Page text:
U.S. patent application Ser. No. 304,761 discloses a multifiber bundle which monitors an entire temperature distribution. Each fiber of the bundle has a predetermined absorption constant α which is measurably distinct from that of every other fiber. This disclosure assumes that `N` hot spots exist along the fiber which has a temperature T1, T2 . . . , TN across its length and each hot spot temperature is a constant value across its length. It is further assumed that all parts of each fiber generate radiation which is transmitted to the detector as a weighted sum. Thus for a bundle containing N fibers, N values of integrated output power are obtained. Because each fiber in the bundle has a distinct absorptive constant α, the attenuation and generating characteristics of each fiber are different, thus N values of integrated power are measured by N detectors. It is also assumed that absorbtivity α is constant with wavelength and that the total length and diameter of each fiber are homogeneous.
This multifiber bundle optical device provides an estimation of the actual thermal distribution, the accuracy of which is reflected in the number of fibers in the bundle. However, the device does utilize an integrated power output which is applied to a linear system of equations.
A method and apparatus for analyzing the thermal radiation output of an optical fiber capable of the self-generation of a thermal radiation output in response to the temperature of the environment proximate the optical fiber. The optical fiber is characterized by a predetermined discrete value for each wavelength. The method includes the steps of separating the spectral power density of the thermal radiation output into a determinable number of bandwidths and measuring the output spectral power of each bandwidth to provide an estimation of the temperature profile along at least a portion of the optical fiber.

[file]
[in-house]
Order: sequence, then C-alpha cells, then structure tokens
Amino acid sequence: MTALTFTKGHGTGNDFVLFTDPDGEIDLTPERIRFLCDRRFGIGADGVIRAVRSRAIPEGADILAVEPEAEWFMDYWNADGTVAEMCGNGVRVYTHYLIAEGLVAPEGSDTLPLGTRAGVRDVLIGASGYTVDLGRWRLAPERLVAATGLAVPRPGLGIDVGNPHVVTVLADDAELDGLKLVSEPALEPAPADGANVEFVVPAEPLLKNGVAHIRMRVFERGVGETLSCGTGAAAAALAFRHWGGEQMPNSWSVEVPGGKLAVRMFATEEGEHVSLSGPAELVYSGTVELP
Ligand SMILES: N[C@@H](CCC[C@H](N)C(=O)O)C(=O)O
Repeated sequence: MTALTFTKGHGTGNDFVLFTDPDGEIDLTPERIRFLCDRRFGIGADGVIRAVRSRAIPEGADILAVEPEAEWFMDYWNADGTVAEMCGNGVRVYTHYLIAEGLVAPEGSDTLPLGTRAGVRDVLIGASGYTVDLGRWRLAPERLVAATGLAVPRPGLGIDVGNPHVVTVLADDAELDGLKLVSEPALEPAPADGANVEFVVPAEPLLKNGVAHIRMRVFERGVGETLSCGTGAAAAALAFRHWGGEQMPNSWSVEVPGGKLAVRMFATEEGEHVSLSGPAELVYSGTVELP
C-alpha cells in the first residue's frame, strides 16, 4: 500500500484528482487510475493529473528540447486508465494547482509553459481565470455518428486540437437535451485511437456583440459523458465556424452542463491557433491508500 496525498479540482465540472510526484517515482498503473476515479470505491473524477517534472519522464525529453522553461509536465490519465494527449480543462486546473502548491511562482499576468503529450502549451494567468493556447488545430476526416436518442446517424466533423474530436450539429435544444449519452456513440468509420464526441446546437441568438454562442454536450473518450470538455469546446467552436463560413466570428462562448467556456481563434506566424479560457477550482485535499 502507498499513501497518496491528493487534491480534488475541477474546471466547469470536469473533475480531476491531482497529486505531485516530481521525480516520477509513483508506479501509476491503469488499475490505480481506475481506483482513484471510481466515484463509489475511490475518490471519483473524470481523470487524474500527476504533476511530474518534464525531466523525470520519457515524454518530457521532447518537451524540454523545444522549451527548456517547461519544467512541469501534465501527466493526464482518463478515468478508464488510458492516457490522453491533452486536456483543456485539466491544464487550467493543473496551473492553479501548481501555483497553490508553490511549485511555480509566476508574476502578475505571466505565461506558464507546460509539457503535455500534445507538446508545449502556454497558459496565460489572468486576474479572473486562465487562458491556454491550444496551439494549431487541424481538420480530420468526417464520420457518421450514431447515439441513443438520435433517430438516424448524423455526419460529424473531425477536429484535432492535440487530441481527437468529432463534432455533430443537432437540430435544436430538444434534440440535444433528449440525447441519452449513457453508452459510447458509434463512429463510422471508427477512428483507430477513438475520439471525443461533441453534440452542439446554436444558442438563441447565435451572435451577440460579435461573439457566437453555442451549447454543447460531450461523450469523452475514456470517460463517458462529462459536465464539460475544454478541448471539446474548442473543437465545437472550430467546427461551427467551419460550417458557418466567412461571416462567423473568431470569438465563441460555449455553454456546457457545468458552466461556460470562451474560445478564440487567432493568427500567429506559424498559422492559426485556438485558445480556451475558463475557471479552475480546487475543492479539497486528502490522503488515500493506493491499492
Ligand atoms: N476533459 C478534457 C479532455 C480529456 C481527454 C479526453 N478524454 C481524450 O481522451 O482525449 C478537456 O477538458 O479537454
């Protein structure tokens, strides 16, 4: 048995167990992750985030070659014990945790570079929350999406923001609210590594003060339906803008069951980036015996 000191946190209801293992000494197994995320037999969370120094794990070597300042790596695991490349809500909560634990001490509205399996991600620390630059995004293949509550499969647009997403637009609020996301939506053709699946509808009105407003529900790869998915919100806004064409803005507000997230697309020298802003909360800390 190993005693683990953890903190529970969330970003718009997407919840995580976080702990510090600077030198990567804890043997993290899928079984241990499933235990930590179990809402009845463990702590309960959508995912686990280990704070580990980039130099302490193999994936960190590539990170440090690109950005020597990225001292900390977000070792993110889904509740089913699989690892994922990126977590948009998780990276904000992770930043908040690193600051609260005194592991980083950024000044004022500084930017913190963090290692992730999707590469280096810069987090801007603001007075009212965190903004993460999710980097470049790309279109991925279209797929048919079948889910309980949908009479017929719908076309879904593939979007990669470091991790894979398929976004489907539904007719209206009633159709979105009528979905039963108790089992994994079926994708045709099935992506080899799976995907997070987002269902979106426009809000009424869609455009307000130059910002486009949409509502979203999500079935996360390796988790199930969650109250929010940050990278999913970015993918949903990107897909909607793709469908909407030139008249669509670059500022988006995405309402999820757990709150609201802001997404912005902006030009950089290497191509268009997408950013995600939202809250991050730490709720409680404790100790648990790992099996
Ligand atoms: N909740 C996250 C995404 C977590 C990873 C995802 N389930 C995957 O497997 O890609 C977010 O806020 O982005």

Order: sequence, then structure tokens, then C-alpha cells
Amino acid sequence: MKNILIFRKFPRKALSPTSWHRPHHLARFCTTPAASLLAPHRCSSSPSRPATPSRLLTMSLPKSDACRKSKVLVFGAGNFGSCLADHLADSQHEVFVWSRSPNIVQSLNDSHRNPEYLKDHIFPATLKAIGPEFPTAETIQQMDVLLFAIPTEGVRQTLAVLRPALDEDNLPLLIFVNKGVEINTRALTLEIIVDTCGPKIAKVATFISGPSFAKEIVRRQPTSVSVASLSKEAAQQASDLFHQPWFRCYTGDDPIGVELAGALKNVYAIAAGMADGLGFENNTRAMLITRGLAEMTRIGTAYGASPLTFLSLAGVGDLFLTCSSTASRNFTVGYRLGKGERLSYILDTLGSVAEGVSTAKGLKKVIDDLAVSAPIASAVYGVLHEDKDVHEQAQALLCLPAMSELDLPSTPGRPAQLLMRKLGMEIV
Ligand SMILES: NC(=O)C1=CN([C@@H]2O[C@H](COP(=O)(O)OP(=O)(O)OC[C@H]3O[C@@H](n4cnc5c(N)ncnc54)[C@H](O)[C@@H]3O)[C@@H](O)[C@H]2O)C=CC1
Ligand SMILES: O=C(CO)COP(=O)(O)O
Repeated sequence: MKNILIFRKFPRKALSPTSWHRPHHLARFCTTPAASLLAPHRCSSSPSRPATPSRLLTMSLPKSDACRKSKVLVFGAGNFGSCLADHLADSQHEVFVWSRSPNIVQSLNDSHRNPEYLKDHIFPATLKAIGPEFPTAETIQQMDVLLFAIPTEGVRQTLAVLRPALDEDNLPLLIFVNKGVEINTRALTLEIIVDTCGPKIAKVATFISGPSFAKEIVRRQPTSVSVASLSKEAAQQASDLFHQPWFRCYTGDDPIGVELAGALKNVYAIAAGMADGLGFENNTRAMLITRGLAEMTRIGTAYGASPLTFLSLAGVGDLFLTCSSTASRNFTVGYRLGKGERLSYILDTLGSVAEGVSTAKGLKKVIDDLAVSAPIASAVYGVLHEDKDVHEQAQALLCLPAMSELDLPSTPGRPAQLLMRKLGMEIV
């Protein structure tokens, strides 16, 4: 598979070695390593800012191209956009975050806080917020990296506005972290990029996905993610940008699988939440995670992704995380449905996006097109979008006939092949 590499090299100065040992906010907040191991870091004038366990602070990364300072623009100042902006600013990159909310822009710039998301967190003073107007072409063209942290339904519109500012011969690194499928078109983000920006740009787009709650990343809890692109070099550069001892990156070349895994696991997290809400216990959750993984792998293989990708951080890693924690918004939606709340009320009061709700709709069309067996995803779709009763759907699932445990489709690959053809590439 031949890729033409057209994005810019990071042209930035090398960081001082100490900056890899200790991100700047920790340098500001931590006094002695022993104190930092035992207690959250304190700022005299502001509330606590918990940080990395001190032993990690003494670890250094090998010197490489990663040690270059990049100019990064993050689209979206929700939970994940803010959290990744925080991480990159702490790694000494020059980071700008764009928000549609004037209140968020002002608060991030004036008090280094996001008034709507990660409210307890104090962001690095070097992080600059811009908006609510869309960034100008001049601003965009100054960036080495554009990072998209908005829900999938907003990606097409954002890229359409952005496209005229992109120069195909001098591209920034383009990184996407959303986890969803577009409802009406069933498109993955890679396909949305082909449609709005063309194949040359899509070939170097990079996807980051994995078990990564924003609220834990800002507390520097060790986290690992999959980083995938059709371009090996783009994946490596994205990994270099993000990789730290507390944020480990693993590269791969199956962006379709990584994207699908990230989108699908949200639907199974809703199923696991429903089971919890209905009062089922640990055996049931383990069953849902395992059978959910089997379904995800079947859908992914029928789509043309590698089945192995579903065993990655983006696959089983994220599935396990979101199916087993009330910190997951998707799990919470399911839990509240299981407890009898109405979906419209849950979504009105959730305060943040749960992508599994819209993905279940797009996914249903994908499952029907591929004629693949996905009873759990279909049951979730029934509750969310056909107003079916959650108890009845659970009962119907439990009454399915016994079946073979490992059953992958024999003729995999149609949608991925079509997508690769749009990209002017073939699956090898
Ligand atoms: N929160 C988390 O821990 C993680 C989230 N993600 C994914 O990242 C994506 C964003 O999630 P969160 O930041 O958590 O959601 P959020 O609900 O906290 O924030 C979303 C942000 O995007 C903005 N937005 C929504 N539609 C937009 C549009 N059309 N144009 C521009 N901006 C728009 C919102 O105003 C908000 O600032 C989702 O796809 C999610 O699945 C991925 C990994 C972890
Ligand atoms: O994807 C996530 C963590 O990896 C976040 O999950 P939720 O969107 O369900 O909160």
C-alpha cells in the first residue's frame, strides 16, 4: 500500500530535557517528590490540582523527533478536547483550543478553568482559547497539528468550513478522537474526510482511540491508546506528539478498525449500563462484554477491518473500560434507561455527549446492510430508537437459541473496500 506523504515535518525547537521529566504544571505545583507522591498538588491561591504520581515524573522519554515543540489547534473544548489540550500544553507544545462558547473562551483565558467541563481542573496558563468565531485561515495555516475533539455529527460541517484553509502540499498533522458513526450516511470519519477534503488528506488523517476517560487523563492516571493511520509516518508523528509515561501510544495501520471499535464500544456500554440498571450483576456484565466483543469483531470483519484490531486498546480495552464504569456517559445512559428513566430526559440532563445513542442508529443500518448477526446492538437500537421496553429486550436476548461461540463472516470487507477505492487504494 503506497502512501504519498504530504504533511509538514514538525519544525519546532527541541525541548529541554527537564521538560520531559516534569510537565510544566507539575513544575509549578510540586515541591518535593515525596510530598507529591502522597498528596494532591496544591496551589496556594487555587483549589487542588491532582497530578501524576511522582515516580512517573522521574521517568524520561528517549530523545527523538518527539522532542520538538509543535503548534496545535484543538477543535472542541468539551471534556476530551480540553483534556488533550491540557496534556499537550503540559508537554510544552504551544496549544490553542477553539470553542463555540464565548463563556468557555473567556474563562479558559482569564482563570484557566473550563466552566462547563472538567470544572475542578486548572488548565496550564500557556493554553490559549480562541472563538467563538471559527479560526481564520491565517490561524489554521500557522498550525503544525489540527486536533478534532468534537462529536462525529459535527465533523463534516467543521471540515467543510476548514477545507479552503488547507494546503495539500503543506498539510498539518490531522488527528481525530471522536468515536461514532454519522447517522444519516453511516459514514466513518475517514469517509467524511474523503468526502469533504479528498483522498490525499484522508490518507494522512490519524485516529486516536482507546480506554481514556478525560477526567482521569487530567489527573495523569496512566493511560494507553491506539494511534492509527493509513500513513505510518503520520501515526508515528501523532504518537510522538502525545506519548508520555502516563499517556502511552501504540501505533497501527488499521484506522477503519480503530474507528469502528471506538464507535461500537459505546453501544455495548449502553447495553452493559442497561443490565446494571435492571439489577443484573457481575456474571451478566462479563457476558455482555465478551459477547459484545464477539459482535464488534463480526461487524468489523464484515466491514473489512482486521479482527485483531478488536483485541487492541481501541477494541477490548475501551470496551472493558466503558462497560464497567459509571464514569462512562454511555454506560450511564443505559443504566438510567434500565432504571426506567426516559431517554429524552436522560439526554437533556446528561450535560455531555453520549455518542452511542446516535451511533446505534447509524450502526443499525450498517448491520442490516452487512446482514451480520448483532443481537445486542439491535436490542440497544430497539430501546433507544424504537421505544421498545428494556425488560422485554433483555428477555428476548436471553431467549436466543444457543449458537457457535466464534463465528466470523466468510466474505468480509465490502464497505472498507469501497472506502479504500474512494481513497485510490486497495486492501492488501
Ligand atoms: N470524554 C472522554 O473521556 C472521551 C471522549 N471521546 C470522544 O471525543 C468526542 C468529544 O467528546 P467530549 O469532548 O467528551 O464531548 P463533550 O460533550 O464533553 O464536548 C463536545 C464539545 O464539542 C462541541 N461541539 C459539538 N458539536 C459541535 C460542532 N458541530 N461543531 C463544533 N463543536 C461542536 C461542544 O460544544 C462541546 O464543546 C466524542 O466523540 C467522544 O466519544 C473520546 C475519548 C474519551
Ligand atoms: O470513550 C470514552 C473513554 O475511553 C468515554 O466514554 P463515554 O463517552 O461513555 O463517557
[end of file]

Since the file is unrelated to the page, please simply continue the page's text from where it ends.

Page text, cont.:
The invention also provides a temperature monitoring apparatus which utilizes a single optical fiber and means for measuring the spectral distribution of the self generated thermal radiation. The apparatus also includes means for selectively identifying a plurality of predetermined wavelengths which are analyzed for spectral output power content.
The above as well as other features and advantages of this invention will become apparent through consideration of the detailed description in connection with the accompanying drawing which schematically illustrates a single optical fiber temperature profile sensor system, all in accordance with the teachings of this invention.
This invention provides a method and an apparatus for determining a temperature profile along a single optical fiber. Temperature profiling with a single fiber is possible by assuming that the absorption value in a single fiber is different for a given number of discrete wavelengths and therefore, a given number of equations of spectral power distribution can be derived. As will be more fully described below, the spectral power distribution measurement is analyzed by a given number of non-linear equations.